Back Off! Size Of Personal Space Larger For Those With Anxiety
April Flowers for redOrbit.com – Your Universe Online
Everyone has personal space, that bubble around our bodies that we don’t like invaded. This space is known by scientists as “peripersonal space.” Previously, researchers have considered that peripersonal space has a gradual boundary. New research from University College London (UCL), however, has given physical limits to the relationship between anxiety and personal space.
The findings, published in The Journal of Neuroscience, define the limit of peripersonal space surrounding the face as 8 to 15 inches away. The researchers also found the specific distance varies between individuals. For example, people with anxiety traits were found to have larger peripersonal space.
Dr. Chiara Sambo and Dr. Giandomenico Iannetti from UCL set up an experiment to record the blink reflex – a defensive response to potentially dangerous stimuli at varying distances from subject’s face. The team compared the reflex data to the results of a self-reported anxiety test where the participants rated their levels of anxiety in various situations.
Participants who scored highly on the anxiety test reacted more strongly to stimuli 8 inches from their face than those who received low scores on the test. Those who reacted more strongly to further away stimuli were classified as having a large “defensive peripersonal space” (DPPS).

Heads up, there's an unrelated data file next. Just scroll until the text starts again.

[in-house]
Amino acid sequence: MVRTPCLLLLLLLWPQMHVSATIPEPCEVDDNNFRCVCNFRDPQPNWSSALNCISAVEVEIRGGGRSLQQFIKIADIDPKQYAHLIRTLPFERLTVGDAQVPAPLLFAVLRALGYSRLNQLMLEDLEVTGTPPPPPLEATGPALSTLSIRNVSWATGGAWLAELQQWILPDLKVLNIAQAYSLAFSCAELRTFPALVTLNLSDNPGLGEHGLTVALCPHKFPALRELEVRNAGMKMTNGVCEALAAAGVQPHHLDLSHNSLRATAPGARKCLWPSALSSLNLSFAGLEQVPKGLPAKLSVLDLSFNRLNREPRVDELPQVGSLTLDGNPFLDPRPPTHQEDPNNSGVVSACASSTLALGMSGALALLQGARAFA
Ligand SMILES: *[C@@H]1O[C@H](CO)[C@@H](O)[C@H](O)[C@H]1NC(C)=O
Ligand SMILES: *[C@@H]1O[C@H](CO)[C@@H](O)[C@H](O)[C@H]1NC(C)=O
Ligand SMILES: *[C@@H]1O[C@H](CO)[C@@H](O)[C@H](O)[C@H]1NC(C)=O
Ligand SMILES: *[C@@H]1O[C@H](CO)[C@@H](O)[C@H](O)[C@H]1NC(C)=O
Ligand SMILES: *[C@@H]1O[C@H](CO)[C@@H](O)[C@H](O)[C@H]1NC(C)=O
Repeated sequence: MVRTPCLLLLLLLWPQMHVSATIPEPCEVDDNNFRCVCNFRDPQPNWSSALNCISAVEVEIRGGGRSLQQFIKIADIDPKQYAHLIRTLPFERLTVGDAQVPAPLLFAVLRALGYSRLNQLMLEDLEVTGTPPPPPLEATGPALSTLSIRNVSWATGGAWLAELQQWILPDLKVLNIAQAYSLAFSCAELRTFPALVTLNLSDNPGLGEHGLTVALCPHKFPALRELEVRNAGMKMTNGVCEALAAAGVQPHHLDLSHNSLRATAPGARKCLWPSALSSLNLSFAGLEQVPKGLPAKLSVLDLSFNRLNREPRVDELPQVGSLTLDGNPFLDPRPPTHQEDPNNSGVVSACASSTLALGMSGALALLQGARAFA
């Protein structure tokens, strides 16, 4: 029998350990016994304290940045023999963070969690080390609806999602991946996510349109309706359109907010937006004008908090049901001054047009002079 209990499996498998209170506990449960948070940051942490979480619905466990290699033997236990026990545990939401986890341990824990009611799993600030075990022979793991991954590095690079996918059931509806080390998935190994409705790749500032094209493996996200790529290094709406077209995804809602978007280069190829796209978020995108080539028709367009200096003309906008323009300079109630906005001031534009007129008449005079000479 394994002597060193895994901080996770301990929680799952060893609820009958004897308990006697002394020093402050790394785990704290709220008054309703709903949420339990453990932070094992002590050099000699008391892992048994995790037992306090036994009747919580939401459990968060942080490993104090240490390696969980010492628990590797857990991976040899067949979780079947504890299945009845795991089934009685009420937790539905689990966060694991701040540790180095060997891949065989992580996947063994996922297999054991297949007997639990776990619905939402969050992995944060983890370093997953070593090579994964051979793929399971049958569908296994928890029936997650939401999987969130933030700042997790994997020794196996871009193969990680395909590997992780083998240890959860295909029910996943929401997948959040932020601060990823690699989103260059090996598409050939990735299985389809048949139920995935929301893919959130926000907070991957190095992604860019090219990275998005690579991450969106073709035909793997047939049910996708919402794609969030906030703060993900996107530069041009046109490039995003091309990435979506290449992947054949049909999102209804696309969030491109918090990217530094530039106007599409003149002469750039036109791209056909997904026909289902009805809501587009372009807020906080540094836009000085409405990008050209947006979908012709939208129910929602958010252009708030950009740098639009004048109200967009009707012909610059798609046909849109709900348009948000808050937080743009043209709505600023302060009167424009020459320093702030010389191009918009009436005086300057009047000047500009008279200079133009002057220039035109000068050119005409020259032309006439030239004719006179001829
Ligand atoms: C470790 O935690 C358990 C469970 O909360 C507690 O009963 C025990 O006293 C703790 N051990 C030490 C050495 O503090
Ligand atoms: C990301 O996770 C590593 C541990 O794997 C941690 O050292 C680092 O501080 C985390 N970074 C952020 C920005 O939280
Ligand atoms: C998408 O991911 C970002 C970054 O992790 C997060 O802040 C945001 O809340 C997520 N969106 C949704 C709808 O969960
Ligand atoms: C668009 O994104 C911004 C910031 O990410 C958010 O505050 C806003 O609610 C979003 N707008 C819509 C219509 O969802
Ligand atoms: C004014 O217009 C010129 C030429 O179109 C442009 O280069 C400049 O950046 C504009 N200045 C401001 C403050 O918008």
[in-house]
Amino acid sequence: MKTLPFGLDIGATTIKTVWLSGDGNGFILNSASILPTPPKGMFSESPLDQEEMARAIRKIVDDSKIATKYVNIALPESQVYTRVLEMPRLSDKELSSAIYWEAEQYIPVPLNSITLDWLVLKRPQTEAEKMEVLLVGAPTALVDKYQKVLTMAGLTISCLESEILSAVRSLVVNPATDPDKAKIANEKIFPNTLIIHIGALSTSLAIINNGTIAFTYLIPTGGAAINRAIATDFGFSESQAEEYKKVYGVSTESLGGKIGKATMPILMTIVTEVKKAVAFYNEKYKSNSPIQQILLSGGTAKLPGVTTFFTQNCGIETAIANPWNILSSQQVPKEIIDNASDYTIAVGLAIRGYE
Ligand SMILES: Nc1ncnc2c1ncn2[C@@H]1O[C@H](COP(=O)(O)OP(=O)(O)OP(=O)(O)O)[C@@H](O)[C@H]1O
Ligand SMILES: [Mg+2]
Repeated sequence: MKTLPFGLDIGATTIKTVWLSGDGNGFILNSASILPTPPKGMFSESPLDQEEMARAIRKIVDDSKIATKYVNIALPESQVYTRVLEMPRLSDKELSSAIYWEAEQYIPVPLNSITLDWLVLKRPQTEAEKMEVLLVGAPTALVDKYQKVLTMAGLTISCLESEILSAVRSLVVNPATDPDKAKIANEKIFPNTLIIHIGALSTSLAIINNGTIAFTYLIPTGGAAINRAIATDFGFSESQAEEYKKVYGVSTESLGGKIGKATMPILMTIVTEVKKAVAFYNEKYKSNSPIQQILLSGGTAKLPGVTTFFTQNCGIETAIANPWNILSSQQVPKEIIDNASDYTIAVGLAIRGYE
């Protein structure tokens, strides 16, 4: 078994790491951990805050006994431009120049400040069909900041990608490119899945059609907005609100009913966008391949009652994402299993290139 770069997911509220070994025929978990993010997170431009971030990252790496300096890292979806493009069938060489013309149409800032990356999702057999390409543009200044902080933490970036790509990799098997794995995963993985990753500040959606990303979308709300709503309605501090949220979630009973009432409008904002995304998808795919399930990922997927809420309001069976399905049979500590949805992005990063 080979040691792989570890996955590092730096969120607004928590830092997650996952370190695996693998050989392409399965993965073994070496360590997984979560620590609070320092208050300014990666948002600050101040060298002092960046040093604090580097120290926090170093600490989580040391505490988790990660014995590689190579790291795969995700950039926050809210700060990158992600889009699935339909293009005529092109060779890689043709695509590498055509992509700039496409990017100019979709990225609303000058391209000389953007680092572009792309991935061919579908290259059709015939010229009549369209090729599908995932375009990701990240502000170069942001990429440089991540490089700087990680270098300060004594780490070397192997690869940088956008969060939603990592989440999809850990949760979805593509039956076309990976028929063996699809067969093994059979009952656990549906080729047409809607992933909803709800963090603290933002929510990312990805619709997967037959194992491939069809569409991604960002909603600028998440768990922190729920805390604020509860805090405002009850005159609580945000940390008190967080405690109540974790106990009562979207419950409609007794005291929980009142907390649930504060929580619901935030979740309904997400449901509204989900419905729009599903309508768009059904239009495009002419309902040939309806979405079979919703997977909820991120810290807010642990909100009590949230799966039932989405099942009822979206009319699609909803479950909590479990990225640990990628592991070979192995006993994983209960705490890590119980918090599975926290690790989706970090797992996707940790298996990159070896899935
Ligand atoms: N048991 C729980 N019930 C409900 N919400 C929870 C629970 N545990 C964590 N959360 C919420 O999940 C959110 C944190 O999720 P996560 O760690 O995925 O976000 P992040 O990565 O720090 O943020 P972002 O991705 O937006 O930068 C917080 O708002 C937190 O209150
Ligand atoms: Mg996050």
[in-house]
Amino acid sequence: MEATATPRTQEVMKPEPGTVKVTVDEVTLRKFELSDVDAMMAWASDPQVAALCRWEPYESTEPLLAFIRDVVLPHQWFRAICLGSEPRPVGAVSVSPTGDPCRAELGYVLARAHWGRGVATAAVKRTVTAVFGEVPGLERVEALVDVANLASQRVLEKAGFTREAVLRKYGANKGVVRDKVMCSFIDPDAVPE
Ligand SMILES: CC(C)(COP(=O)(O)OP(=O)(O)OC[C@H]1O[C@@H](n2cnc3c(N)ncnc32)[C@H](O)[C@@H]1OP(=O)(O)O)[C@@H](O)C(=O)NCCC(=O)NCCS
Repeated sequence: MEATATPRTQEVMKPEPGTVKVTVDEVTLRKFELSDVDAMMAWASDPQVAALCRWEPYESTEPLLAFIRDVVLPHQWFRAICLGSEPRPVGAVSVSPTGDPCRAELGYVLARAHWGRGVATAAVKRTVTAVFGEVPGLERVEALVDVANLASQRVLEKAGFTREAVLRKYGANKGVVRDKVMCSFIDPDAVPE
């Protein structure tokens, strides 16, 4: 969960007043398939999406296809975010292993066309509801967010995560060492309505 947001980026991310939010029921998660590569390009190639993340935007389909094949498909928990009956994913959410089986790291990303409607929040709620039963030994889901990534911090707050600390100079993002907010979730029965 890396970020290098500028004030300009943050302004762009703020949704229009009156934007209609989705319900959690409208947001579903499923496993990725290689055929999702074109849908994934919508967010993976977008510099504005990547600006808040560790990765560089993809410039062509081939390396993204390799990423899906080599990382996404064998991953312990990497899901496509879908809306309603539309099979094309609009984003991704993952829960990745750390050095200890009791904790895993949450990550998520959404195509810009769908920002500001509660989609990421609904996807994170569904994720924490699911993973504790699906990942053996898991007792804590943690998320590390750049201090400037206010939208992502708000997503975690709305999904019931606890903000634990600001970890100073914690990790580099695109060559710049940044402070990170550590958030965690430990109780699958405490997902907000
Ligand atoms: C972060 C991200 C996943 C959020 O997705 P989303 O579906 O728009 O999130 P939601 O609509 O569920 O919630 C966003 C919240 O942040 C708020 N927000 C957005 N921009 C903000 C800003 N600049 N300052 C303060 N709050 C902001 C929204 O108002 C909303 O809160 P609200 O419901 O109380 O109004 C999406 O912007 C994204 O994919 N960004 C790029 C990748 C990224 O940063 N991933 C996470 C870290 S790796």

The researchers say that a larger DPPS means those with high anxiety scores perceive threats closer to their faces than non-anxious individuals – even when the stimuli is the same distance away. This suggests the brain controls the strength of defensive reflexes even though it cannot initiate them.
Dr Giandomenico Iannetti, Reader in Human Neuroscience, Physiology and Pharmacology at UCL, said, “This finding is the first objective measure of the size of the area surrounding the face that each individual considers at high-risk, and thus wants to protect through the most effective defensive motor responses.”
The 15 participants in the study, aged 20 to 37, had an intense electrical stimulus applied to a specific nerve in the hand, causing them to blink. This hand-blink reflex (HBR) is an autonomic response and is not under conscious control of the brain.
The researchers monitored the HBR with the subject holding their own hand at 1.5, 8, 15 and 23 inches from their face. How dangerous each stimulus was considered was determined by the magnitude of the reflex, with larger responses for stimuli further from the body indicating a larger DPPS.
The anxiety test was self-scored, with each participant predicted their anxiety level in a variety of situations. The researchers used the results to classify individuals as more or less anxious, and were compared to the data from the reflex experiment to determine if there was a link between the two tests.
The research team hopes the findings could someday be used as a test to link defensive behaviors to anxiety levels. They suggest such a link could be particularly useful in determining risk assessment ability in those with jobs that encounter dangerous situations such as fire, police and military officers.